Health Benefits of Broccoli
Broccoli (Brassica oleracea) is a member of the cruciferous vegetable family, also known as brassicas or the cabbage family. This whole family of vegetables are super beneficial for our health. In fact, one study found that people who consumed about 2 servings per day of cruciferous vegetables, including broccoli, had a 22% reduced risk for total mortality and 31% reduced risk for cardiovascular disease mortality compared to people who ate only about one serving per week.
And studies looking at broccoli specifically have shown that it can improve blood sugar regulation, reduce LDL the bad kind of serum cholesterol while increasing HDL the good kind of cholesterol, as well as reducing markers of inflammation! No wonder eating broccoli reduces risk of coronary artery disease, a type of heart disease! And, that’s not all! Another study showed that postmenopausal women who ate about 11 servings of broccoli per month had a 40% lower risk of breast cancer compared to those who had 3 servings or less per month.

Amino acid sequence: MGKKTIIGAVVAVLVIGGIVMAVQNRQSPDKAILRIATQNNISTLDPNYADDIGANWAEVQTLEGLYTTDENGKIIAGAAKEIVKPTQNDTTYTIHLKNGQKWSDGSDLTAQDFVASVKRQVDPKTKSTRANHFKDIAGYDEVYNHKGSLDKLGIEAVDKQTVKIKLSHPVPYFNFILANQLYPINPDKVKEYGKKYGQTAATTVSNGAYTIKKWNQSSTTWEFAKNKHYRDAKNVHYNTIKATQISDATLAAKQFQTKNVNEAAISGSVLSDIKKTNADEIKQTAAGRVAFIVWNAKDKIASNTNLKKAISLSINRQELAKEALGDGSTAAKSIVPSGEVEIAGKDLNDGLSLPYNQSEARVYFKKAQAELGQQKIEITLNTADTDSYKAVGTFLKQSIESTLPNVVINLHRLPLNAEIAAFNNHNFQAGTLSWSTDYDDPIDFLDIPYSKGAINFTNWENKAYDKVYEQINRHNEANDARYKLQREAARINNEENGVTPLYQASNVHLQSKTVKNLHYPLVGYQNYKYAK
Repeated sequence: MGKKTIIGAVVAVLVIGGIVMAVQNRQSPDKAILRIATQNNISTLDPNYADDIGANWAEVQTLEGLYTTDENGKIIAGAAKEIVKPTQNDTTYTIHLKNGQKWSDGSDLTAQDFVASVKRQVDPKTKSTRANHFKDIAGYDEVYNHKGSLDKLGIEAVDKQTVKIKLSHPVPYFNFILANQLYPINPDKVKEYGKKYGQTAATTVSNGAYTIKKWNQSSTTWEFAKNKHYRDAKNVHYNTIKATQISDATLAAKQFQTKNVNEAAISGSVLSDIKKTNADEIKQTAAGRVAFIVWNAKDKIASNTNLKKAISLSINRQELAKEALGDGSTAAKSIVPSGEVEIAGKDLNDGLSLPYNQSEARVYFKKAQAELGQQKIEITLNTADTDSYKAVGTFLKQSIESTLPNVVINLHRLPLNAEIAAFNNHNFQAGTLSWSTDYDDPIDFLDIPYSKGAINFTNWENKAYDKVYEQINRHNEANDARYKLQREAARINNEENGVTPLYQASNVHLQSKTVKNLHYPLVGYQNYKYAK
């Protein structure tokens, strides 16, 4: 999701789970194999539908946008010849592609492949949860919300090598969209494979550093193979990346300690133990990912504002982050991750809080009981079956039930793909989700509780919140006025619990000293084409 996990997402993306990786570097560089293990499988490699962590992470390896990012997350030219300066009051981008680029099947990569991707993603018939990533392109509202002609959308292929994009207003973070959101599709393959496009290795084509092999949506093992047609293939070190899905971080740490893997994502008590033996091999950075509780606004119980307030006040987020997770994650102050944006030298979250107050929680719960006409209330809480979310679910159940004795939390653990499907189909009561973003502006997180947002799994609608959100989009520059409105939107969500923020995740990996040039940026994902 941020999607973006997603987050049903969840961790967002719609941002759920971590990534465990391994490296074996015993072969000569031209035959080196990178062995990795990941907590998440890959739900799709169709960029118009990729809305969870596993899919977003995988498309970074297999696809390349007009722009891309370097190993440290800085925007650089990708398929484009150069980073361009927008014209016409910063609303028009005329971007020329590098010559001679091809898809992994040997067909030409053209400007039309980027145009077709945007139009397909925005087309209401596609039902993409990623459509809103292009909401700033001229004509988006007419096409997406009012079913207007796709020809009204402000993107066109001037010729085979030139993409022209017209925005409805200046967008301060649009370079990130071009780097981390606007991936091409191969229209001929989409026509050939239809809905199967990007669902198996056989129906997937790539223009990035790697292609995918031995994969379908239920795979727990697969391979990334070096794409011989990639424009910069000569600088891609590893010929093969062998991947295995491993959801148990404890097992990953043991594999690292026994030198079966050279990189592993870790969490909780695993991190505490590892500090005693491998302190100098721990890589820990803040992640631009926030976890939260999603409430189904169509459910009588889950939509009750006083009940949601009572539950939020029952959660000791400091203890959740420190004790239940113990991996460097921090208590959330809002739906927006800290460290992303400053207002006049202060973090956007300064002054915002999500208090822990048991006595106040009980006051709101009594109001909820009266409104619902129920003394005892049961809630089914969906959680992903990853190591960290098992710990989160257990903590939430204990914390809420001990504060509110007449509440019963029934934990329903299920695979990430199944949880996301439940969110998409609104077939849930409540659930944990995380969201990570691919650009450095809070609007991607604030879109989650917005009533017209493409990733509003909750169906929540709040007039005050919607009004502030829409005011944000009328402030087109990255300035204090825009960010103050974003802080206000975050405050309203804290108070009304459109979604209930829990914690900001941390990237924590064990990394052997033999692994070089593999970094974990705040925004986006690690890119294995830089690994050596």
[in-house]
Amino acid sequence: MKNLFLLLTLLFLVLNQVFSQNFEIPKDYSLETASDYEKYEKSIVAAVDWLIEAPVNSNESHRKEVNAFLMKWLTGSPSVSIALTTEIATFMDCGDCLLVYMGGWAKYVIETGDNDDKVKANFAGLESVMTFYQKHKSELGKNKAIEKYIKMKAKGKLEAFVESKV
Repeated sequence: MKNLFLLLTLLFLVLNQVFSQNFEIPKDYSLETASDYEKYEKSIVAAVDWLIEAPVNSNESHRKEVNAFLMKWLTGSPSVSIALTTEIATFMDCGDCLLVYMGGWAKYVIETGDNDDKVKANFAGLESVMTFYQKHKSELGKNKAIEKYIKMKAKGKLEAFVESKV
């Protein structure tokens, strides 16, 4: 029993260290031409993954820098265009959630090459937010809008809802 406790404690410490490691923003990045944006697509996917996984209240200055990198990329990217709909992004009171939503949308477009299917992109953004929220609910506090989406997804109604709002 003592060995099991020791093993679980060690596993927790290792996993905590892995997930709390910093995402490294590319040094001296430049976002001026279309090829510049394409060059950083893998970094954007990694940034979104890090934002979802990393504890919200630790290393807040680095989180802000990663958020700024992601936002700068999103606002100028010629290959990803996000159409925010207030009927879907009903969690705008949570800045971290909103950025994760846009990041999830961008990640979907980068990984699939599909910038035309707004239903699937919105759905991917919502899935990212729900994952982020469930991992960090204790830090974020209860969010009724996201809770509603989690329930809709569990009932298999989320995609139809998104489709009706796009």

Broccoli can improve heart health by improving blood sugar regulation, serum cholesterol (decreasing LDL and increasing HDL cholesterol levels) and reducing inflammation!
Broccoli sprouts are also associated with health benefits. Studies have shown that eating broccoli sprouts, or supplementing with broccoli sprout extract, improve serum cholesterol (reducing LDL and increasing HDL cholesterol), reduce inflammation, and improve blood sugar regulation in type 2 diabetes.
For more details and other little-known broccoli benefits (like preventing non-alcoholic fatty liver disease), read Health Benefits of Broccoli.
Nutrients in Broccoli
So, what is it about broccoli that makes it so great for our health?
Well for starters, it’s one of the most nutrient dense foods on the planet, meaning it delivers a whole lot of nutrients per calorie. In fact, broccoli has an impressive Nutrivore Score of 2833! That’s more than 10 times more nutrition per calorie than chicken breast and 18 times more nutrition per calorie than multigrain bread.